By Patricia Keegan
(Nov. 30) We keep hearing that the “surge” has been a success, and we see Iraqi people, forced into refugee status, beginning to return to their country. This is promising; nevertheless, there remains an underlying sense of insecurity in the mixed messages coming from Iraq.
On October 30, the Washington Post, Los Angeles Times and several other major newspapers ran a startling and disturbing front page story headlined, “Mosul Dam Seen in Danger of Deadly Collapse.”
Should this catastrophe happen, the estimated death toll is as high as 500,000 people. The gargantuan impact of such a blow would shred any lingering optimism for order in an already devastated country. Hope would be washed away with human loss, and the world would be left stunned. Yet, since that story ran, there has not been the uproar I would expect. Outside of a congressional hearing, there has been little follow-up in the mainstream media.
There are many issues in today’s world that are either beyond our control or will eventually be resolved. But in this instance, we are talking about preventing a full-scale catastrophe, one that will not resolve itself or go away.
If one were to take a moment to ponder the consequences of the collapse of the Mosul Dam, it should jolt us into action. Just imagine turning on the television one morning and seeing a population being caught up in a tidal wave of one trillion gallons of water. Mosul would be under 65 feet of water and parts of Baghdad under 15 feet. The dam holds back 3.3 trillion gallons of the Tigris River. As Americans, we have seen and experienced the tragedy inflicted by Hurricane Katrina on an unsuspecting populace. This would be a calamity surpassing even the Asian Tsunami which took some 275,000 lives.
When something is preventable, and we neglect to harness the capacity of our “superpower” status to prevent it, we should not be surprised if we hear ourselves condemned by the world.
Used for both water supply and electricity, Mosul Dam is considered the most dangerous dam in the world. Built in 1984 on a foundation of gypsum, a soft mineral that dissolves in contact with water, the foundation is sustained by machines injecting the dam with grout -- around the clock!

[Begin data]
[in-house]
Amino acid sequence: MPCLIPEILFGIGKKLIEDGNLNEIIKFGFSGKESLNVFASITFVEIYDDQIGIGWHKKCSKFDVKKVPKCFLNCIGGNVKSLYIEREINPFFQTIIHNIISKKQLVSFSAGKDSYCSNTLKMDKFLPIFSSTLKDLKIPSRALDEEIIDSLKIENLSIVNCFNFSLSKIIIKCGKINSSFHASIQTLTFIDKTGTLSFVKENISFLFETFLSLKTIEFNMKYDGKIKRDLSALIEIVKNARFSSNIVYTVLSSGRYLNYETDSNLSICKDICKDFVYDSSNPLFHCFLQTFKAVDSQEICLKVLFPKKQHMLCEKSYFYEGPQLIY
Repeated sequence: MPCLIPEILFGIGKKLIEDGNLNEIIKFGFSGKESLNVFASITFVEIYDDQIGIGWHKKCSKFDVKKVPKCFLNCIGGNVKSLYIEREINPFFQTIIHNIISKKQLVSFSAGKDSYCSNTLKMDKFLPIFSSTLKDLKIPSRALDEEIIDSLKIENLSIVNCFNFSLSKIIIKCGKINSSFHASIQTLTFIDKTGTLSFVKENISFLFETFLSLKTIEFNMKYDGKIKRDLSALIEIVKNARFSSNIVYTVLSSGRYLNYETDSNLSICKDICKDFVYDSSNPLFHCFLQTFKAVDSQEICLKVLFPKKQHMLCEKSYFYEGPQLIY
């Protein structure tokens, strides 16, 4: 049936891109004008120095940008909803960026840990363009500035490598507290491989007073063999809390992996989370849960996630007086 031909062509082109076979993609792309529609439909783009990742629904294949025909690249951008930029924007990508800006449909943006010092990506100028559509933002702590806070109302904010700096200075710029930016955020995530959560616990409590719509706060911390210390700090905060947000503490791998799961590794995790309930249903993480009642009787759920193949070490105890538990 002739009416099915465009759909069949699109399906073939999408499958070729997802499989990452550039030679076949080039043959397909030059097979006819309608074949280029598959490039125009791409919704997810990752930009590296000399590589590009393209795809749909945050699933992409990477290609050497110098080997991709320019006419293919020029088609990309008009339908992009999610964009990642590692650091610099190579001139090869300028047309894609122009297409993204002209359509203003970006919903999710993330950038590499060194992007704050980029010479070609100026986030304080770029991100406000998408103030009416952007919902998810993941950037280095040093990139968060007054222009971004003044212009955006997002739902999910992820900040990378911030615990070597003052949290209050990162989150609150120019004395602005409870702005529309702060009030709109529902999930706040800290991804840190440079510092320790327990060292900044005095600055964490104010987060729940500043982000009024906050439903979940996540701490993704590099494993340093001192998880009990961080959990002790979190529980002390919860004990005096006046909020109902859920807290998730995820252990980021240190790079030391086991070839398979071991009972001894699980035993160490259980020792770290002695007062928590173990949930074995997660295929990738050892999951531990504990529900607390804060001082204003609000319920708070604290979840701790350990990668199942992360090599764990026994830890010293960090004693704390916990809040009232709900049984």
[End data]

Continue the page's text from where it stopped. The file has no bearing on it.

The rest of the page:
British newspaper Independent, on November 29, said “there are irreparable, essential flaws within the foundation of the Mosul Dam.”
To make the matter even more inconceivable, the results of safety studies commissioned by the US government have been discussed with Iraq, the Iraqi government has rejected the report’s findings, and the imminent danger has not been shared with the Iraq people.
Are there not parallels between this forecast of danger and predictions of a terrorist attack on America before 9-11? Our government knew it was likely to happen, but they didn’t know when or where. Since nothing could be pinpointed, they neglected to warn the public. In the case of the Mosul Dam, they know it’s likely to happen, they know where it will happen, and it is within our means to avoid the catastrophe.
The Mosul Dam story that broke in the Washington Post included portions of a draft from an Army Corps of Engineers report. It was brought to the Post by an Army Corps official speaking on condition of anonymity because of the sensitivity of the issue.
Despite the warning, the Iraqi government, according to the Washington Post, believes the dam is safe. Salar Bakir, Director General of Planning and Development at the Water Resources ministry, said, according to the Post, that Iraqi officials do not think it is necessary to spend an estimated $10 billion to complete a partially constructed dam downstream that could be a stopgap measure in case Mosul Dam collapses.” The Iraqi official was already thinking the unthinkable.
If this is a reflection of how Iraq’s government conducts the business of protecting its people, it is a tragic and pathetic picture of ineptitude. If they cannot show the leadership expected of a sovereign country, the US, led by Ambassador Crocker and General Patraeus in this case, should step in and do what needs to be done to protect lives while the world’s best engineers decide how to prevent this imminent, DEADLY disaster.
There will be no room for recriminations once the dam breaks loose. Thousands more Iraqi lives will be lost, and all that our soldiers fought and died for will be washed away.